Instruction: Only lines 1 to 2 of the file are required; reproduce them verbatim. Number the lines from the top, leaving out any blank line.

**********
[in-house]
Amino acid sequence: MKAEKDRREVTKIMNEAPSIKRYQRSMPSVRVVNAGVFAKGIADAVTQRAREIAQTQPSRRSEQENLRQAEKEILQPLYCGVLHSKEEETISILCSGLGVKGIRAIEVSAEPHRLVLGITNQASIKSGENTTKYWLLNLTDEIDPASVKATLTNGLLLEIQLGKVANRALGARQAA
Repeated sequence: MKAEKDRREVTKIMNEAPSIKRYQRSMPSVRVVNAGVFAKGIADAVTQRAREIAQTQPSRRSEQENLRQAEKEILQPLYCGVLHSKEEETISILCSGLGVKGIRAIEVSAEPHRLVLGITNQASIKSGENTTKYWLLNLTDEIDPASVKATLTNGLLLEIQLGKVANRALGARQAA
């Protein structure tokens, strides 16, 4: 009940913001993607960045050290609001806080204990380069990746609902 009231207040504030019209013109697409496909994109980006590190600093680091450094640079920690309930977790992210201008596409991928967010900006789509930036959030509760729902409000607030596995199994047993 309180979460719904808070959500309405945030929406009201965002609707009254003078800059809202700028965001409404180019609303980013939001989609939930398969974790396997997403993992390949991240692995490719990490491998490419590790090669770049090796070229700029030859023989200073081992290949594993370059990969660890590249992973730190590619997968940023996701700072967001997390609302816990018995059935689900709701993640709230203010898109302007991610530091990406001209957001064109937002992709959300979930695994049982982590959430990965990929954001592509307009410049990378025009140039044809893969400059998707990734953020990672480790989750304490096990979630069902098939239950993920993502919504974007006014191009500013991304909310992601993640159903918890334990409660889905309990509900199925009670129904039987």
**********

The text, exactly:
[in-house]
Amino acid sequence: MKAEKDRREVTKIMNEAPSIKRYQRSMPSVRVVNAGVFAKGIADAVTQRAREIAQTQPSRRSEQENLRQAEKEILQPLYCGVLHSKEEETISILCSGLGVKGIRAIEVSAEPHRLVLGITNQASIKSGENTTKYWLLNLTDEIDPASVKATLTNGLLLEIQLGKVANRALGARQAA